Friday, November 06, 2009

The Hokey Cokey

After spending much of the summer in hospital my grandfather was sent back home again about three weeks ago with a “home care package” put into place to look after him. Two healthcare visitors four times a day to get him up, clean him, feed him, put him back to bed, etc. Not ideal but as he has adamantly refused all suggestions of going into a nursing home (which I don’t blame him for) this was the only option.

The family had reservations over the proven effectiveness of this package but had to roll with it.

Some of you will be aware of the logistical nightmare that ensued just getting a hospital approved bed and a key safe installed into his home to make this package viable.

Over the last few weeks the carers and the hospital – for all they have my admiration for their hard work and dedication – have slowly driven me up the wall with their continually mounting requests for my grandfather.

I’ve had phone calls and found notes requesting a microwave, a washing machine, a new razor, new trousers and shirts, new underwear, drinks beakers with lids, plug extension cables, etc, etc...

I don’t begrudge any of these items. Plainly they are necessary to make looking after my grandfather easier and therefore to make his life more comfortable. What I do begrudge is the assumption that I can just drop everything instantly to get it all sorted out. But I shall let that go. In the bigger scheme of things it is not important.

On Wednesday I visited my grandfather at lunchtime as usual. He wasn’t right. I’ve noticed him slipping away mentally for a few months now but Wednesday was the worst I’d seen him. He was very confused and wasn’t even sure who I was when I first arrived. He also kept talking about a parade that we’d watched that very morning on a bench over the road. Well, I needn’t tell you that there is no bench over the road, there was no parade, I’d been at work all morning and my grandfather is 80% blind.

I felt a huge sadness settle over me.

Even without having worked in a nursing home for 10 years in my twenties I know this is the beginning of the end. My gran got this way just before she died 5 years ago... spending most of the time asleep the mind drifts in and out of memories and dreams and everything blurs into one long stream of semi-consciousness.

He is loosening his grip on the world one finger, one thought at a time.

I dropped off the purchases I’d made on his behalf, made a note of the new requests, made sure he was comfortable and, at the end of my lunchbreak, headed back to work. I left a note for the carers who were due to visit in a couple of hour’s time detailing my concerns at how confused he appeared to be.

At 5.45 that evening I had a call from one of the carers to say that they’d found him sprawled on the floor. In his confused state he’d tried to get up out of his chair – possibly forgetting that he can no longer walk very well – and had fallen onto the wooden surround of the fireplace and hit his head. He was now back in hospital once more. Thankfully not too badly injured – the cut to his head was very superficial. He’d been very lucky.

A flurry of contradictory phone calls then followed from the hospital and various family members. The hospital seems to be big on spreading misinformation. He was coming home. He has a urinary tract infection. He has a chest infection. He has a chest infection but the doctor isn’t aware of it. They were keeping him in. They were releasing him. They were keeping him in for observation due to irregularities in his heart scan. On and on. And around it all the hospital’s bizarre reluctance to go into too much detail or to give out too much specific information over the telephone.

What? In case Al-Qaeda are listening in and might be tempted to recruit my grandfather as a suicide bomber? He wouldn’t have the strength or the mental wherewithal to press the detonator let alone have the physical strength to walk anywhere with half a tonne of explosives weighing him down.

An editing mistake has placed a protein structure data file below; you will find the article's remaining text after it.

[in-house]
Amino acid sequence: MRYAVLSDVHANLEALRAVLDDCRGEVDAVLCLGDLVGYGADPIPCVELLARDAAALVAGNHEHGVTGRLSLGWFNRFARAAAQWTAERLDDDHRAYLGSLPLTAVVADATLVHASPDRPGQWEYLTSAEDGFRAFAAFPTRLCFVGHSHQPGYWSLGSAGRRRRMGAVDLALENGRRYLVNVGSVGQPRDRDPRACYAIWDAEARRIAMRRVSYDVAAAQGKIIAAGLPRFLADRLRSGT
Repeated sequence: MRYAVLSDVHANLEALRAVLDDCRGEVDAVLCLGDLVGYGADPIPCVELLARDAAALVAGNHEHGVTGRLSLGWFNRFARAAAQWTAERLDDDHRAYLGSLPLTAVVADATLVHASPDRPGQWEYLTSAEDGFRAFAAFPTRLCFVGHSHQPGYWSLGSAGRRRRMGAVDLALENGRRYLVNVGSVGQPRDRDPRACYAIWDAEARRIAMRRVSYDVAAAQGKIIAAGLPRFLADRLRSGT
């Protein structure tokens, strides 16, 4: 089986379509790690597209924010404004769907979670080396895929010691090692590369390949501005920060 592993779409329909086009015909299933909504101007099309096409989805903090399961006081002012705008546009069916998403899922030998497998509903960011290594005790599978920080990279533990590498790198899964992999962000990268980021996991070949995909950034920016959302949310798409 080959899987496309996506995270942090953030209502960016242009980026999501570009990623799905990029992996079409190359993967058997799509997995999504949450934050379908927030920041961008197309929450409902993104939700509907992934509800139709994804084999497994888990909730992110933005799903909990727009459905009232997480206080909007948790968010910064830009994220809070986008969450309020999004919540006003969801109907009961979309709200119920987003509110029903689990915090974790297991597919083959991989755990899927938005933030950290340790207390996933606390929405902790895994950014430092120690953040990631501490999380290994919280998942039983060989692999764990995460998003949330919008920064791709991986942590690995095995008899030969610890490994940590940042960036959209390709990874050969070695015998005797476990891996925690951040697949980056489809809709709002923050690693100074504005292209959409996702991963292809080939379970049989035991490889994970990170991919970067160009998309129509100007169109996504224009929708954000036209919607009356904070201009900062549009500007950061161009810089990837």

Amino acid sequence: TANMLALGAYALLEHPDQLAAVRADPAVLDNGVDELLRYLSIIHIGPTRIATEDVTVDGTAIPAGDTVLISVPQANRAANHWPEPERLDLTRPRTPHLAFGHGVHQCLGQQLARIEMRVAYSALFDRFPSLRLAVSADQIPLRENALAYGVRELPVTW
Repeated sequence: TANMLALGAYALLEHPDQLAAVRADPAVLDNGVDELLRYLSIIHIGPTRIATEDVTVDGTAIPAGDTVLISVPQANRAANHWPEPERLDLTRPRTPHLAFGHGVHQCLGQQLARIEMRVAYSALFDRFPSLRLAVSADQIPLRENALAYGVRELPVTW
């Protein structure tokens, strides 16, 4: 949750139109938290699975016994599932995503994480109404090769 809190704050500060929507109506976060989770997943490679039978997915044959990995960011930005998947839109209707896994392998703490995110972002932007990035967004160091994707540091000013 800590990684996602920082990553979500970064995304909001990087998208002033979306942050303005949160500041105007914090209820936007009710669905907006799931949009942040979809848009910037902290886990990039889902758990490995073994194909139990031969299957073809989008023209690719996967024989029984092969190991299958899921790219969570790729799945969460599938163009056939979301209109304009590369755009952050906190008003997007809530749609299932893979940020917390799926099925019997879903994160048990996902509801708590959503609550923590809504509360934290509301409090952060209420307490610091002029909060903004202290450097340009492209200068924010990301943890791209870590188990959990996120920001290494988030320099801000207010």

By Thursday morning, once the dust had settled, they were all finally singing from the same hymn sheet. They’d admitted him to a ward and are going to keep him in for “a few days”. They’re giving him antibiotics to combat his various infections (their records of which seems to be alarmingly ephemeral) and are doing their best to correct his very low potassium levels.

So he’s “safe” for a few days at least.

But to be honest I’m wondering if he’ll ever come home again. Even if his physical health ever allows it, mentally he is already in the next room.


32 comments:

Gina said...

I'm sorry to hear this, Steve. Your grandfather has sounded as if he, himself, has felt ready to die for sometime now from what you have been saying.

The misinformation thing seems endemic in the NHS - the medical treatment is generally good it's everything else that fails to work.

All my family members live far away so if ever anyone is ill I am dependent on the phone to get information and, like you say, they are cagey about giving anything away and then the story you get varies from one person to the next and one phone call to the next even if you are lucky enough to get the same person. It makes it very stressful indeed.

What is all our technology used for if we cannot even glean, store and pass on basic information in a relatively secure way?

I despair of it!

But I am sorry for your grandfather and for the stress it must be causing you.

Big hugs x

Mark said...

Sad story, and kind of worrying too. I'm prone to 'will it happen to me, sort of thinking. Truth is, it may well - but how nice to have someone who cares looking out for me if or when it does. Well done.

Steve said...

Gina: he's been ready to go ever since my gran died 5 years ago. I think finally his body has caught up with his wishes. The misinformation thing is maddening and not at all helpful. It certainly adds to the burden of stress when you start wondering if the hospital's left hand knows what its right hand is doing...

Mark: yes, you can't help but project yourself 50 years into the future and wonder what if it happens to me...? It's a sad end to a great man. The worst thing about it all is the slow but steady erosion of all dignity.

Old Cheeser said...

Yes, great that you are looking out for your grandafter, Steve. Not trying to rub it in, but it always seems to be a classic staple that when one elderly partner dies, the remaining one finds it hard to cope and starts to deteriorate. I'm sure you're doing the best you can.

But yeah, are we all going to end up like that one day?

Steve said...

OC: I can remember my gran saying she hoped my granddad would die first as she didn't reckon he'd cope without her whereas she would! As it is she's been half right. He hasm't coped well but he has coped for 5 years which has surprised us all. His youngest daughter (my aunt) dying last year though has just pushed him too far. He's had enough.